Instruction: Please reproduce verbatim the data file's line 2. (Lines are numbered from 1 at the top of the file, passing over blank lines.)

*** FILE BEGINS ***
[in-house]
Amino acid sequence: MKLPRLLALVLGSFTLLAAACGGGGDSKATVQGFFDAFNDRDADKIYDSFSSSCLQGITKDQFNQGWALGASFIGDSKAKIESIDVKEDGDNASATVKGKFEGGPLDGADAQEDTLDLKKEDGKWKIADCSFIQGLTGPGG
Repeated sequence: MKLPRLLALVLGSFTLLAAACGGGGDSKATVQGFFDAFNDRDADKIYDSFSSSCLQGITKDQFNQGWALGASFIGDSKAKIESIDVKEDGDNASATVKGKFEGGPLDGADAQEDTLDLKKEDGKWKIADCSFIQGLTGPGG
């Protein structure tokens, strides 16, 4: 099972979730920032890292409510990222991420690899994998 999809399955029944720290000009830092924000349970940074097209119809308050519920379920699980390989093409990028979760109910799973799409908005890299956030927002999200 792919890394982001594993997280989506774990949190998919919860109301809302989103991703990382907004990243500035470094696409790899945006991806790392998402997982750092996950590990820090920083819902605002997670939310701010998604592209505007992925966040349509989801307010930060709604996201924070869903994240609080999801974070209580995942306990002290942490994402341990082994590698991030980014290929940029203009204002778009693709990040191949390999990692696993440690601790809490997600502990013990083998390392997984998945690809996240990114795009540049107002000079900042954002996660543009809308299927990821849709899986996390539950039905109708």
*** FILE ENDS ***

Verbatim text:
Amino acid sequence: MKLPRLLALVLGSFTLLAAACGGGGDSKATVQGFFDAFNDRDADKIYDSFSSSCLQGITKDQFNQGWALGASFIGDSKAKIESIDVKEDGDNASATVKGKFEGGPLDGADAQEDTLDLKKEDGKWKIADCSFIQGLTGPGG